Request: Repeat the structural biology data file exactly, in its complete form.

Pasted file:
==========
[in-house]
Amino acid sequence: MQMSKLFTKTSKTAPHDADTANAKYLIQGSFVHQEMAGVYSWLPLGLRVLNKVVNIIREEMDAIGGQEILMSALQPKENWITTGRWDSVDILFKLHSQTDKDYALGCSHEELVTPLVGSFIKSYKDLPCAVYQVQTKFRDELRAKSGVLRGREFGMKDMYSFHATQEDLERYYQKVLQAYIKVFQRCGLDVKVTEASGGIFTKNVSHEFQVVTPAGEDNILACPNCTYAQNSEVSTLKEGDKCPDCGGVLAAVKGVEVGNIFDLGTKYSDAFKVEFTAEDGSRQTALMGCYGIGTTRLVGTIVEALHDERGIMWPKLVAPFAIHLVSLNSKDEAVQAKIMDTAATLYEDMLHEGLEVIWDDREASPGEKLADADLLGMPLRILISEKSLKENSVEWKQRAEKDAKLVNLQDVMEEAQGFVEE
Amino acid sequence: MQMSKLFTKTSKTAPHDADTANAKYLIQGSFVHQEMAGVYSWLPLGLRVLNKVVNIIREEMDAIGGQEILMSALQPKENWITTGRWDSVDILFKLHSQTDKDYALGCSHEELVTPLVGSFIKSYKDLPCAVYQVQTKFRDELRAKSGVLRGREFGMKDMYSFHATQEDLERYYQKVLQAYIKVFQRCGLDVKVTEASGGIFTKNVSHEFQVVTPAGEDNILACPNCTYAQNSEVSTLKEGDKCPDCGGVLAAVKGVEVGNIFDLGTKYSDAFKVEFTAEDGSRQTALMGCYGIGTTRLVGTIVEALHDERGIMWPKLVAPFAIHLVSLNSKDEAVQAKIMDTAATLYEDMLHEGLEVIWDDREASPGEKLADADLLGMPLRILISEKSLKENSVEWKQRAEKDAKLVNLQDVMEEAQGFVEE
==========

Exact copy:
[in-house]
Amino acid sequence: MQMSKLFTKTSKTAPHDADTANAKYLIQGSFVHQEMAGVYSWLPLGLRVLNKVVNIIREEMDAIGGQEILMSALQPKENWITTGRWDSVDILFKLHSQTDKDYALGCSHEELVTPLVGSFIKSYKDLPCAVYQVQTKFRDELRAKSGVLRGREFGMKDMYSFHATQEDLERYYQKVLQAYIKVFQRCGLDVKVTEASGGIFTKNVSHEFQVVTPAGEDNILACPNCTYAQNSEVSTLKEGDKCPDCGGVLAAVKGVEVGNIFDLGTKYSDAFKVEFTAEDGSRQTALMGCYGIGTTRLVGTIVEALHDERGIMWPKLVAPFAIHLVSLNSKDEAVQAKIMDTAATLYEDMLHEGLEVIWDDREASPGEKLADADLLGMPLRILISEKSLKENSVEWKQRAEKDAKLVNLQDVMEEAQGFVEE
Amino acid sequence: MQMSKLFTKTSKTAPHDADTANAKYLIQGSFVHQEMAGVYSWLPLGLRVLNKVVNIIREEMDAIGGQEILMSALQPKENWITTGRWDSVDILFKLHSQTDKDYALGCSHEELVTPLVGSFIKSYKDLPCAVYQVQTKFRDELRAKSGVLRGREFGMKDMYSFHATQEDLERYYQKVLQAYIKVFQRCGLDVKVTEASGGIFTKNVSHEFQVVTPAGEDNILACPNCTYAQNSEVSTLKEGDKCPDCGGVLAAVKGVEVGNIFDLGTKYSDAFKVEFTAEDGSRQTALMGCYGIGTTRLVGTIVEALHDERGIMWPKLVAPFAIHLVSLNSKDEAVQAKIMDTAATLYEDMLHEGLEVIWDDREASPGEKLADADLLGMPLRILISEKSLKENSVEWKQRAEKDAKLVNLQDVMEEAQGFVEE